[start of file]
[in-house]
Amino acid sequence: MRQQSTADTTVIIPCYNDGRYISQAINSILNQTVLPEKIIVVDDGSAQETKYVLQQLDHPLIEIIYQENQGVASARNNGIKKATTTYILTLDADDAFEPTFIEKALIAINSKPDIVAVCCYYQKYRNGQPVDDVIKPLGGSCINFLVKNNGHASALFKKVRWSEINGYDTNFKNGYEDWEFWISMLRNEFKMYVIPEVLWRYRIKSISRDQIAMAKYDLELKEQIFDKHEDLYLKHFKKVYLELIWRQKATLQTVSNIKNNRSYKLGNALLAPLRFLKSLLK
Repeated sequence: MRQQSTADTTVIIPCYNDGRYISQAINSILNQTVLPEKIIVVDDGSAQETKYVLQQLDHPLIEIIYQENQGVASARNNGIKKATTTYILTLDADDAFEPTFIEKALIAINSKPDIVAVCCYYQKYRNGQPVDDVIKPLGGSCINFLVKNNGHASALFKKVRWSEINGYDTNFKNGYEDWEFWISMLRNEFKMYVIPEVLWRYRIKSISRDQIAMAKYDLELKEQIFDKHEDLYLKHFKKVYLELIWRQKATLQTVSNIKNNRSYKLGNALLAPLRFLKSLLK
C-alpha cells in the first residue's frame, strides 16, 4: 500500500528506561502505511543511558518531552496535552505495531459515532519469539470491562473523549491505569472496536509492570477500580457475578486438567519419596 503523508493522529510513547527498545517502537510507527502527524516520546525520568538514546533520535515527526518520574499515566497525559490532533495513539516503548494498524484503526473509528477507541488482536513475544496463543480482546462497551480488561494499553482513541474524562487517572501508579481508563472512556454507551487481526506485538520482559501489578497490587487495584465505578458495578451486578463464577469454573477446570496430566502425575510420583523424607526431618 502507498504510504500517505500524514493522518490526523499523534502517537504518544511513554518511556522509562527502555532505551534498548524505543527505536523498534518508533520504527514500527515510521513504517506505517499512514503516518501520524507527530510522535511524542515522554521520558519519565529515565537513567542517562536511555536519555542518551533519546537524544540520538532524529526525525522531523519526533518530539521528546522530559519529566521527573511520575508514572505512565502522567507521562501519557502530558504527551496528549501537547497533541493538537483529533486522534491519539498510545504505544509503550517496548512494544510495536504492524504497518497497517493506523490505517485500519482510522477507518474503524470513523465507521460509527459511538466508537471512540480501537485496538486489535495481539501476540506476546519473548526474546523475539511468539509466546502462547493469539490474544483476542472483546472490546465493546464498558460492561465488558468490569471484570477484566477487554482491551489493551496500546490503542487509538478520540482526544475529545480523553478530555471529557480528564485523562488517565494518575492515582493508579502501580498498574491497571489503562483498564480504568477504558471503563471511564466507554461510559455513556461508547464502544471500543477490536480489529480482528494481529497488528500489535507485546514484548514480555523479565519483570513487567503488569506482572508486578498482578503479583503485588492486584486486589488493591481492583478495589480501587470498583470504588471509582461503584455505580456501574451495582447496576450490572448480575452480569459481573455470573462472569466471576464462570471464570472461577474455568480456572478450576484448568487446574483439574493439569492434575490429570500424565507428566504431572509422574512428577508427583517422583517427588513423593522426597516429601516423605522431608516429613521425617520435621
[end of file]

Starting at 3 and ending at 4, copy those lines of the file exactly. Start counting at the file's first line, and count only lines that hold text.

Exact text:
Repeated sequence: MRQQSTADTTVIIPCYNDGRYISQAINSILNQTVLPEKIIVVDDGSAQETKYVLQQLDHPLIEIIYQENQGVASARNNGIKKATTTYILTLDADDAFEPTFIEKALIAINSKPDIVAVCCYYQKYRNGQPVDDVIKPLGGSCINFLVKNNGHASALFKKVRWSEINGYDTNFKNGYEDWEFWISMLRNEFKMYVIPEVLWRYRIKSISRDQIAMAKYDLELKEQIFDKHEDLYLKHFKKVYLELIWRQKATLQTVSNIKNNRSYKLGNALLAPLRFLKSLLK
C-alpha cells in the first residue's frame, strides 16, 4: 500500500528506561502505511543511558518531552496535552505495531459515532519469539470491562473523549491505569472496536509492570477500580457475578486438567519419596 503523508493522529510513547527498545517502537510507527502527524516520546525520568538514546533520535515527526518520574499515566497525559490532533495513539516503548494498524484503526473509528477507541488482536513475544496463543480482546462497551480488561494499553482513541474524562487517572501508579481508563472512556454507551487481526506485538520482559501489578497490587487495584465505578458495578451486578463464577469454573477446570496430566502425575510420583523424607526431618 502507498504510504500517505500524514493522518490526523499523534502517537504518544511513554518511556522509562527502555532505551534498548524505543527505536523498534518508533520504527514500527515510521513504517506505517499512514503516518501520524507527530510522535511524542515522554521520558519519565529515565537513567542517562536511555536519555542518551533519546537524544540520538532524529526525525522531523519526533518530539521528546522530559519529566521527573511520575508514572505512565502522567507521562501519557502530558504527551496528549501537547497533541493538537483529533486522534491519539498510545504505544509503550517496548512494544510495536504492524504497518497497517493506523490505517485500519482510522477507518474503524470513523465507521460509527459511538466508537471512540480501537485496538486489535495481539501476540506476546519473548526474546523475539511468539509466546502462547493469539490474544483476542472483546472490546465493546464498558460492561465488558468490569471484570477484566477487554482491551489493551496500546490503542487509538478520540482526544475529545480523553478530555471529557480528564485523562488517565494518575492515582493508579502501580498498574491497571489503562483498564480504568477504558471503563471511564466507554461510559455513556461508547464502544471500543477490536480489529480482528494481529497488528500489535507485546514484548514480555523479565519483570513487567503488569506482572508486578498482578503479583503485588492486584486486589488493591481492583478495589480501587470498583470504588471509582461503584455505580456501574451495582447496576450490572448480575452480569459481573455470573462472569466471576464462570471464570472461577474455568480456572478450576484448568487446574483439574493439569492434575490429570500424565507428566504431572509422574512428577508427583517422583517427588513423593522426597516429601516423605522431608516429613521425617520435621